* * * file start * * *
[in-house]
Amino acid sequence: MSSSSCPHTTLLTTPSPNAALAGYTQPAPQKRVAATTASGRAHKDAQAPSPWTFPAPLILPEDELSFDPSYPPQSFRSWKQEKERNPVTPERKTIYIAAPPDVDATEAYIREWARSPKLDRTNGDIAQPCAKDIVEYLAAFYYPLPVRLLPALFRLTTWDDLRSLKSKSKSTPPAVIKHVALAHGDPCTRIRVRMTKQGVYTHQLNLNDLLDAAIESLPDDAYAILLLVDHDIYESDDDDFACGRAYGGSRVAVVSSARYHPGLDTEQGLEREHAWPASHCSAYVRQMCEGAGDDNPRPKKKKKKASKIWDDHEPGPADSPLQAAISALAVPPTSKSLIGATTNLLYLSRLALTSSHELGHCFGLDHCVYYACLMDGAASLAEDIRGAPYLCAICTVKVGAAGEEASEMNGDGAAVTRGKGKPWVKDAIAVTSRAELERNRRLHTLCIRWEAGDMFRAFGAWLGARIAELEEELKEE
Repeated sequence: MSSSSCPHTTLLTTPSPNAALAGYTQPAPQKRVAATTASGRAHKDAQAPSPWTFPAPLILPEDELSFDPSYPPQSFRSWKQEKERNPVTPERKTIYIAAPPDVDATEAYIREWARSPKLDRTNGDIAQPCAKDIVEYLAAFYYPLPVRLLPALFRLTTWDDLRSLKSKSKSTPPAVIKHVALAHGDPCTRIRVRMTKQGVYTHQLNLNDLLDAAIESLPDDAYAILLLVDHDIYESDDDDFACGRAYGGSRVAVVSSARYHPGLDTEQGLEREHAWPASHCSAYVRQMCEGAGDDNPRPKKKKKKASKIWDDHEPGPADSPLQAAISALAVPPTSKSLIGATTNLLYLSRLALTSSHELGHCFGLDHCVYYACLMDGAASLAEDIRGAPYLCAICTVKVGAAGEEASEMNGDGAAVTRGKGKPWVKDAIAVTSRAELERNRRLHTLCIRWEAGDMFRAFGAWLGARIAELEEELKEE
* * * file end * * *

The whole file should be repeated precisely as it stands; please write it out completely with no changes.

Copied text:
[in-house]
Amino acid sequence: MSSSSCPHTTLLTTPSPNAALAGYTQPAPQKRVAATTASGRAHKDAQAPSPWTFPAPLILPEDELSFDPSYPPQSFRSWKQEKERNPVTPERKTIYIAAPPDVDATEAYIREWARSPKLDRTNGDIAQPCAKDIVEYLAAFYYPLPVRLLPALFRLTTWDDLRSLKSKSKSTPPAVIKHVALAHGDPCTRIRVRMTKQGVYTHQLNLNDLLDAAIESLPDDAYAILLLVDHDIYESDDDDFACGRAYGGSRVAVVSSARYHPGLDTEQGLEREHAWPASHCSAYVRQMCEGAGDDNPRPKKKKKKASKIWDDHEPGPADSPLQAAISALAVPPTSKSLIGATTNLLYLSRLALTSSHELGHCFGLDHCVYYACLMDGAASLAEDIRGAPYLCAICTVKVGAAGEEASEMNGDGAAVTRGKGKPWVKDAIAVTSRAELERNRRLHTLCIRWEAGDMFRAFGAWLGARIAELEEELKEE
Repeated sequence: MSSSSCPHTTLLTTPSPNAALAGYTQPAPQKRVAATTASGRAHKDAQAPSPWTFPAPLILPEDELSFDPSYPPQSFRSWKQEKERNPVTPERKTIYIAAPPDVDATEAYIREWARSPKLDRTNGDIAQPCAKDIVEYLAAFYYPLPVRLLPALFRLTTWDDLRSLKSKSKSTPPAVIKHVALAHGDPCTRIRVRMTKQGVYTHQLNLNDLLDAAIESLPDDAYAILLLVDHDIYESDDDDFACGRAYGGSRVAVVSSARYHPGLDTEQGLEREHAWPASHCSAYVRQMCEGAGDDNPRPKKKKKKASKIWDDHEPGPADSPLQAAISALAVPPTSKSLIGATTNLLYLSRLALTSSHELGHCFGLDHCVYYACLMDGAASLAEDIRGAPYLCAICTVKVGAAGEEASEMNGDGAAVTRGKGKPWVKDAIAVTSRAELERNRRLHTLCIRWEAGDMFRAFGAWLGARIAELEEELKEE